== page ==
A Novice-Expert Study of Modeling Skills and Knowledge Structures about Air Quality

Ying Shao Hsu, Li Fen Lin, Hsin Kai Wu, Dai Ying Lee, Fu Kwun Hwang

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7 Citations (Scopus)

Abstract

This study compared modeling skills and knowledge structures of four groups as seen in their understanding of air quality. The four groups were: experts (atmospheric scientists), intermediates (upper-level graduate students in a different field), advanced novices (talented 11th and 12th graders), and novices (10th graders). It was found that when the levels of modeling skills were measured, for most skills there was a gradual increase across the spectrum from the novices to the advanced novices to the intermediates to the experts. The study found the experts used model-based reasoning, the intermediates and advanced novices used relation-based reasoning, and the novices used phenomena-based reasoning to anticipate conclusions. The experts and intermediates used more bi-variable relationships in experimental design and anticipated conclusions, but used more multiple-variable relationships in identifying relationships. By contrast, the advanced novices and novices mostly used bi-variable relationships in all modeling skills. Based on these findings, we suggest design principles for model-based teaching and learning such as designing learning activities to encourage model-based reasoning, scaffolding one's modeling with multiple representations, testing models in authentic situations, and nurturing domain-specific knowledge during modeling.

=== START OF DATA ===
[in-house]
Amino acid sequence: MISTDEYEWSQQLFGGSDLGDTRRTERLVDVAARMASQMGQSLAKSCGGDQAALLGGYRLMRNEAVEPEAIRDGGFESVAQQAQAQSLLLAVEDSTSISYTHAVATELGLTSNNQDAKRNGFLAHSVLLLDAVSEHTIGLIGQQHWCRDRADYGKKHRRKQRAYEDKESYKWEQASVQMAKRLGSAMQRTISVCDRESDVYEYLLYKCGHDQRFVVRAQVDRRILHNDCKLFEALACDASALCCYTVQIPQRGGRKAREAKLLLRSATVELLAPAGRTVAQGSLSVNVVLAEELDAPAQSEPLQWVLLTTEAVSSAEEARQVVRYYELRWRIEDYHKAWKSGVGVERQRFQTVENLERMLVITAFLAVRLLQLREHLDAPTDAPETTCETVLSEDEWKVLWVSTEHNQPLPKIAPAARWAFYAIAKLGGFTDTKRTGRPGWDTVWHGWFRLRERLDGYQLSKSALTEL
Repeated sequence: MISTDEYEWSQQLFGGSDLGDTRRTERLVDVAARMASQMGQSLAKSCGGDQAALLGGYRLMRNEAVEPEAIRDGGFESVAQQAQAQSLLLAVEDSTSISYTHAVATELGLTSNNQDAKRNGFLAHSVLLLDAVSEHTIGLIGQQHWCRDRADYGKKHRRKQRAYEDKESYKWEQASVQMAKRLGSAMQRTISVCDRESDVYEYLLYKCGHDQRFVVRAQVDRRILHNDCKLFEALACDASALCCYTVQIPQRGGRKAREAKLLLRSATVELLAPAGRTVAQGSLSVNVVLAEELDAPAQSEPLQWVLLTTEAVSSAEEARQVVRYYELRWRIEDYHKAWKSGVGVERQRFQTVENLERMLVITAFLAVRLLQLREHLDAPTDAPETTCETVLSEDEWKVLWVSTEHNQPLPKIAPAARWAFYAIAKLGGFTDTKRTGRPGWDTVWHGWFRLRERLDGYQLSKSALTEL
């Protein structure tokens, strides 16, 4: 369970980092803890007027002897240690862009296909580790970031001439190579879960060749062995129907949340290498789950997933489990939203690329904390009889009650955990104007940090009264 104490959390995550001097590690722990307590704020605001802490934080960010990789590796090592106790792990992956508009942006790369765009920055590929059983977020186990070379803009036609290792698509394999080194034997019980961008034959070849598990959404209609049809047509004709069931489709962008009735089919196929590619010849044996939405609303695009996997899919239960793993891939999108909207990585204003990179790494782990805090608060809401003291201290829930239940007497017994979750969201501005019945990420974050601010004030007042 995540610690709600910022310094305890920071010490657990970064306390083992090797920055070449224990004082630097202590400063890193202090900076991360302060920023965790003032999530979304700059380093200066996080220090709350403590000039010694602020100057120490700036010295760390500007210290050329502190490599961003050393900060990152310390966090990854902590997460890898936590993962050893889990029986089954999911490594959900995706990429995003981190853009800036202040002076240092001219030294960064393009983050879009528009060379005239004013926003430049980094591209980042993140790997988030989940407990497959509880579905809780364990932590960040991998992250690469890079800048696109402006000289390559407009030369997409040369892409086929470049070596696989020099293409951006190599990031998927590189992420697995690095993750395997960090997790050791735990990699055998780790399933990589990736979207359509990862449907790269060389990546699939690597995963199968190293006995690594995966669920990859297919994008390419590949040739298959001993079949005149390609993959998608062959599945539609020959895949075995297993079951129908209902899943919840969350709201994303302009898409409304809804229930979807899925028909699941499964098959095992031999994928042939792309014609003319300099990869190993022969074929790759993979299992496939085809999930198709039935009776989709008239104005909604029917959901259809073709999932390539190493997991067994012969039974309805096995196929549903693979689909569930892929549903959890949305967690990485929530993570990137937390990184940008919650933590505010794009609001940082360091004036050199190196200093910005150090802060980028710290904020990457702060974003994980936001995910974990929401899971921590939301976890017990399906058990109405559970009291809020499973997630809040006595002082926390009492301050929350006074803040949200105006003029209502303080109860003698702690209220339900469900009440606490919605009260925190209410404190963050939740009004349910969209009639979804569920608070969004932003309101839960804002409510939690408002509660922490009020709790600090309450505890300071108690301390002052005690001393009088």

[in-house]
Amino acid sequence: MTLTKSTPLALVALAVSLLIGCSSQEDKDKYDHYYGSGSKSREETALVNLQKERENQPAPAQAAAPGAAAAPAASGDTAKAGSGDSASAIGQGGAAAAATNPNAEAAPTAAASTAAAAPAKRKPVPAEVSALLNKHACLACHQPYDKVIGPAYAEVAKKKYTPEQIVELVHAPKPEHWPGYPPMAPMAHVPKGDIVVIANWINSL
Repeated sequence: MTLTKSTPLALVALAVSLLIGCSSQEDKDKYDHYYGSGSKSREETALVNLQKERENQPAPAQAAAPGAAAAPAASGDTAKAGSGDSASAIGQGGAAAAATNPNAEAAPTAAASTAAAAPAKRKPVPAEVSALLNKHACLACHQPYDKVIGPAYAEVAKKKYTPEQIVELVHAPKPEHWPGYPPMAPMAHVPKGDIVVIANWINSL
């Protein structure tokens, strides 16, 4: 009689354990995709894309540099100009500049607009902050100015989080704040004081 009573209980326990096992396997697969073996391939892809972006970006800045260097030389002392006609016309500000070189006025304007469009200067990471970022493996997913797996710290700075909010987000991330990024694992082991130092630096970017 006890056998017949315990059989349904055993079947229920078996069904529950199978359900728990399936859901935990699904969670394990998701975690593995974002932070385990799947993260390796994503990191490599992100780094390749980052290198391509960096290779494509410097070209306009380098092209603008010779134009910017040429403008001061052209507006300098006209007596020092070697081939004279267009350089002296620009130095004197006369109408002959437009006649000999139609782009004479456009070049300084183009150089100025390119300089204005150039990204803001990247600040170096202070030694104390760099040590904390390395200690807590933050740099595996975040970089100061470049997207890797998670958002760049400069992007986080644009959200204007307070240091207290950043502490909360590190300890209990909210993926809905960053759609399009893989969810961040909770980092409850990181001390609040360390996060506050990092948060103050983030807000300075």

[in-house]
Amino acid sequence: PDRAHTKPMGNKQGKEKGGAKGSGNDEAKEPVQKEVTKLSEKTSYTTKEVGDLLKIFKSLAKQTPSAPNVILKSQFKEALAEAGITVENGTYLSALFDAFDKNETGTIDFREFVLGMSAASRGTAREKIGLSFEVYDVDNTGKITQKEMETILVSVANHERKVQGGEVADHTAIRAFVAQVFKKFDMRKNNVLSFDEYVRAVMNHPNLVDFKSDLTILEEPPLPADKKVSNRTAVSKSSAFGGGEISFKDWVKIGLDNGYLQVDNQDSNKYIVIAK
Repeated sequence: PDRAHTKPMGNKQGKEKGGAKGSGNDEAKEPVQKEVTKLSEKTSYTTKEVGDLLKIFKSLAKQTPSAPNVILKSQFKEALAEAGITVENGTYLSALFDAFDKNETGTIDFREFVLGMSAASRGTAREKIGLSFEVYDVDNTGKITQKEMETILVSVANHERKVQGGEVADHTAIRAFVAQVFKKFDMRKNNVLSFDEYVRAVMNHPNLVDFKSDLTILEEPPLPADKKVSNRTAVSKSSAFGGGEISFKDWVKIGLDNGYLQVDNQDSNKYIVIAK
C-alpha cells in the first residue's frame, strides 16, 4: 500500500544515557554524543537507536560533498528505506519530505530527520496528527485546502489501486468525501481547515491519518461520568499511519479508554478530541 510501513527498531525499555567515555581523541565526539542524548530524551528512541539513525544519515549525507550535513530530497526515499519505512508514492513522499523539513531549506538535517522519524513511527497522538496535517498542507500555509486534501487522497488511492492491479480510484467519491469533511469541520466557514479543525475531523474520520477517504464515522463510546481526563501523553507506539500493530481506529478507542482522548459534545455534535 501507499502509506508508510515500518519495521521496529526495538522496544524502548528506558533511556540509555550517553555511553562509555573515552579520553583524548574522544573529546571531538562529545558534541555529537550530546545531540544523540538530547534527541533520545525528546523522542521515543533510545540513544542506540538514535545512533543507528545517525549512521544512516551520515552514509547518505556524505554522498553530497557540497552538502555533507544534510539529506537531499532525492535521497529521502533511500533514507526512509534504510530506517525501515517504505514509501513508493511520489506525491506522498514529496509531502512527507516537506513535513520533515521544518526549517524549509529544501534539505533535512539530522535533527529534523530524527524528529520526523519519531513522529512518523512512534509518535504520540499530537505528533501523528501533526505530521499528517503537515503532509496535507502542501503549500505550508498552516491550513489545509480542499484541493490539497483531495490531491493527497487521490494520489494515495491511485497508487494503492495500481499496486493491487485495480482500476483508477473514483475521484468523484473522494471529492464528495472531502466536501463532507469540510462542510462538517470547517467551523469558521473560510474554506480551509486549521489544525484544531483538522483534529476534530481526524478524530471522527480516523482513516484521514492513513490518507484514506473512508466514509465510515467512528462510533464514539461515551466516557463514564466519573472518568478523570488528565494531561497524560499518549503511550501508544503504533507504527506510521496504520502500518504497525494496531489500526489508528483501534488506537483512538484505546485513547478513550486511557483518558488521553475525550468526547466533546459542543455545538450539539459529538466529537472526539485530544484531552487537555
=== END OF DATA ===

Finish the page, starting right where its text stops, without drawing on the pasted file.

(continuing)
Original languageEnglish
Pages (from-to)588-606
Number of pages19
JournalJournal of Science Education and Technology
Volume21
Issue number5
DOIs
Publication statusPublished - 2012 Jan 1

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Keywords

  • Complex system
  • Earth sciences
  • Modeling
  • Novex analysis

ASJC Scopus subject areas

  • Education
  • Engineering(all)

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